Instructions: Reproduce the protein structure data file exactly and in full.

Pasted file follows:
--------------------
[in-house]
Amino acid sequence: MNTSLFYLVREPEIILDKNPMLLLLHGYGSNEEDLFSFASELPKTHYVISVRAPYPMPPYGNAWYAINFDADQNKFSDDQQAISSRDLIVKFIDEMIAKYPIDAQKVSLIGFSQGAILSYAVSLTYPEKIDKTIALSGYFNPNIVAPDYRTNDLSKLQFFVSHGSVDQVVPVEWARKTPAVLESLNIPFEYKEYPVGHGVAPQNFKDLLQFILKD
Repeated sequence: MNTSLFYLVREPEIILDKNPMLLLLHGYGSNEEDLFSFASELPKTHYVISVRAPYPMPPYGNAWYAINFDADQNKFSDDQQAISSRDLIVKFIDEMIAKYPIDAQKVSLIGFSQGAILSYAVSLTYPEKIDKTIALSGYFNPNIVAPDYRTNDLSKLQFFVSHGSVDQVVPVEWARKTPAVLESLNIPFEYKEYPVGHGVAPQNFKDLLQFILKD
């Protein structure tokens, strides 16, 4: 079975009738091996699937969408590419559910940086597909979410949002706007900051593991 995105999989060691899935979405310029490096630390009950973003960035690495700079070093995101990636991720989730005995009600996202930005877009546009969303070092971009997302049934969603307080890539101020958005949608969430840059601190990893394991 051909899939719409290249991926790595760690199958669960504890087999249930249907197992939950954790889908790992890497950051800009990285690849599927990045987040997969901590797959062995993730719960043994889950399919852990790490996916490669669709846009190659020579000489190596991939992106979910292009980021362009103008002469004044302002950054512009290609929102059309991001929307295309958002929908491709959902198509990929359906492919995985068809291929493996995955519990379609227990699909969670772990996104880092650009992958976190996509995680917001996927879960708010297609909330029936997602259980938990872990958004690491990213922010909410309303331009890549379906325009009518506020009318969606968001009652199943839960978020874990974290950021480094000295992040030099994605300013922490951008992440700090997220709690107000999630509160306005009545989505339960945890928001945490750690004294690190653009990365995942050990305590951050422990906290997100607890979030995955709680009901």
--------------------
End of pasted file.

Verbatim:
[in-house]
Amino acid sequence: MNTSLFYLVREPEIILDKNPMLLLLHGYGSNEEDLFSFASELPKTHYVISVRAPYPMPPYGNAWYAINFDADQNKFSDDQQAISSRDLIVKFIDEMIAKYPIDAQKVSLIGFSQGAILSYAVSLTYPEKIDKTIALSGYFNPNIVAPDYRTNDLSKLQFFVSHGSVDQVVPVEWARKTPAVLESLNIPFEYKEYPVGHGVAPQNFKDLLQFILKD
Repeated sequence: MNTSLFYLVREPEIILDKNPMLLLLHGYGSNEEDLFSFASELPKTHYVISVRAPYPMPPYGNAWYAINFDADQNKFSDDQQAISSRDLIVKFIDEMIAKYPIDAQKVSLIGFSQGAILSYAVSLTYPEKIDKTIALSGYFNPNIVAPDYRTNDLSKLQFFVSHGSVDQVVPVEWARKTPAVLESLNIPFEYKEYPVGHGVAPQNFKDLLQFILKD
């Protein structure tokens, strides 16, 4: 079975009738091996699937969408590419559910940086597909979410949002706007900051593991 995105999989060691899935979405310029490096630390009950973003960035690495700079070093995101990636991720989730005995009600996202930005877009546009969303070092971009997302049934969603307080890539101020958005949608969430840059601190990893394991 051909899939719409290249991926790595760690199958669960504890087999249930249907197992939950954790889908790992890497950051800009990285690849599927990045987040997969901590797959062995993730719960043994889950399919852990790490996916490669669709846009190659020579000489190596991939992106979910292009980021362009103008002469004044302002950054512009290609929102059309991001929307295309958002929908491709959902198509990929359906492919995985068809291929493996995955519990379609227990699909969670772990996104880092650009992958976190996509995680917001996927879960708010297609909330029936997602259980938990872990958004690491990213922010909410309303331009890549379906325009009518506020009318969606968001009652199943839960978020874990974290950021480094000295992040030099994605300013922490951008992440700090997220709690107000999630509160306005009545989505339960945890928001945490750690004294690190653009990365995942050990305590951050422990906290997100607890979030995955709680009901």